Why Does Restarting an Electronic Device Resolve Many Issues?

April 15th, 2019

woman requesting time out

If you’ve ever watched the British comedy program “The IT Crowd”, or really just called certain IT departments, you may have heard the following response. “Hello. IT. Have you tried turning it off an on again?” It can’t be that easy to fix a computer or mobile device, can it? In this piece, we’re going to look at why restarting a device may actually be all that is required to remedy many processing issues.

The Psychology of the Restart

If you’ve ever been told, “Well, have you turned it off and on again?”, you may feel like the technician is questioning your intelligence.

“You think I wouldn’t have just tried that before I called?”

IT Crowd RestartStill, in many instances, we actually haven’t tried that. Sometimes, we assume that problems are much more severe than they actually are. Part of the reasoning for this is because we don’t want to admit our own ability to be derailed by such seemingly insignificant issues. We feel that if there is an issue that we haven’t been able to resolve, it must be major. In addition to restarting being fairly effective, having the mindset to perceive the minor issues before we make mountains out of molehills can help us take a few steps back, look past our pride, and fix easy problems.

The Technical Reason Why Restarting Is So Effective

In order to simply survive, our brain is making sure our lungs are breathing, that our blood is becoming oxygenated and that our heart is pumping this blood throughout our body. While this is happening, it’s also making sure our digestive system is processing food properly, that our liver and kidneys are cleaning out our systems, and interpreting signals from thousands upon thousands of nerves. In addition to simply keeping you alive, it’s also helping you concentrate well enough to drive a car, balance your checkbook, and remember to pick up the kids from soccer practice. However, without getting a good night’s sleep, things start to go haywire. You forgot to pick up your son from cub scouts. You sit at a green light and cars behind you begin to honk. You find yourself having to re-read the same sentence in an email just to make sense of it. The more sleep you miss out on, the more energy your brain allocates to simply keeping your vital bodily functions operating, leaving less power to allow you to process details.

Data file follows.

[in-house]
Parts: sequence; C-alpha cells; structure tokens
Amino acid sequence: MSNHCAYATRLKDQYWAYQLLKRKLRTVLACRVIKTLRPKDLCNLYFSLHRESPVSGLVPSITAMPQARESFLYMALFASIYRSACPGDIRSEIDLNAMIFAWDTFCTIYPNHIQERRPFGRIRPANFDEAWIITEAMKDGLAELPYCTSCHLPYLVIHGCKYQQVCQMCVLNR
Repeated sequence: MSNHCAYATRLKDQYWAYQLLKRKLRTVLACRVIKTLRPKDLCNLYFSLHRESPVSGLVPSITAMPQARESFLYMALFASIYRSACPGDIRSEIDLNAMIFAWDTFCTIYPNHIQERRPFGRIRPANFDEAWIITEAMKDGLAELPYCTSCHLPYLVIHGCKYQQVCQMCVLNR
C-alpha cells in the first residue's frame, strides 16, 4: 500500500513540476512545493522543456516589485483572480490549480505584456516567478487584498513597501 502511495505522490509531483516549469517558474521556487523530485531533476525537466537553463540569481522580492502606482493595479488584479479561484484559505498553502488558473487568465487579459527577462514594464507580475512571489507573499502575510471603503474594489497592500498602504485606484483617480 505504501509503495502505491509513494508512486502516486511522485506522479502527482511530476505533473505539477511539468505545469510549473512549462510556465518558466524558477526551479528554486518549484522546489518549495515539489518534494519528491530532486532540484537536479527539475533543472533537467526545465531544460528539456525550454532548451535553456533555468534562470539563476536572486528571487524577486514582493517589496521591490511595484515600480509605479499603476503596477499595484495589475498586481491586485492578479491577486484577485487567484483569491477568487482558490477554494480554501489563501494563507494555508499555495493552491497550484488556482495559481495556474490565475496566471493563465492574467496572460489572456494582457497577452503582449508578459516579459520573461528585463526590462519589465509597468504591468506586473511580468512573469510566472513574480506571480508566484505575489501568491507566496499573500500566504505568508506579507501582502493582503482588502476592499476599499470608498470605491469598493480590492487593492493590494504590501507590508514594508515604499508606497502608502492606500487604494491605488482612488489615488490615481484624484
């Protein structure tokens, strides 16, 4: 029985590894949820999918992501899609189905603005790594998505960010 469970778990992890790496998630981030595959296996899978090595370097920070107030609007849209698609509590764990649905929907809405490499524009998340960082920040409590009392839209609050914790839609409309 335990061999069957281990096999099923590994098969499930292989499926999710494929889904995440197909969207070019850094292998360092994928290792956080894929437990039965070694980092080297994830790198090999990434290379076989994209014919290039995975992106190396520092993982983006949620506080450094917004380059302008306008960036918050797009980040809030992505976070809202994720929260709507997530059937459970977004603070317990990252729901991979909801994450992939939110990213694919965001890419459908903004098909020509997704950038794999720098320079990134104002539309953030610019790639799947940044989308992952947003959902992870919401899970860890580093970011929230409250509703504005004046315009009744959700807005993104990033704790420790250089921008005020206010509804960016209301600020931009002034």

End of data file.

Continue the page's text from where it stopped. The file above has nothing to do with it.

Computer systems are very similar to our own brains. In addition to maintaining a connection with the internet or an intranet and a variety of wirelessly connected accessories, they’re simultaneously processing a myriad of commands. Your internet browser alone is typically juggling multiple tabs that are all processing informing from various websites. As your system is pulled in many different directions, it can only handle so much. Certain loads begin to lag, some freeze, others crash. It’s much like a young child becoming frustrated when they are tired. Their brains are over-taxed and in need of a break.

What is the answer for both systems? A rest and restart. Restarting your device can be akin to getting a rest following a busy day. A restart allows your device to stop processing unnecessary actions and to prioritize what to process. An even greater restart may be unplugging all power supplies to your system and letting it sit for 10-20 seconds. The reason for this may be that some components will continue to process information after the main system is turned off.

So, no, we’re not questioning your intelligence when we ask “have you tried turning it off and then turning it back on again?” We’re simply attempting to help you find the easiest solution to your problem. Like people, for a wide variety of processing issues, sometimes the only thing a computer needs is a nap.

If restarting your computer doesn’t do the trick, we’d be happy to help you remedy whatever is wrong with your computer. You’re invited to learn more about Tulsa’s computer repair experts Geeks To The Rescue by visiting our main website or just by giving us a call at 918-368-GEEK (4335).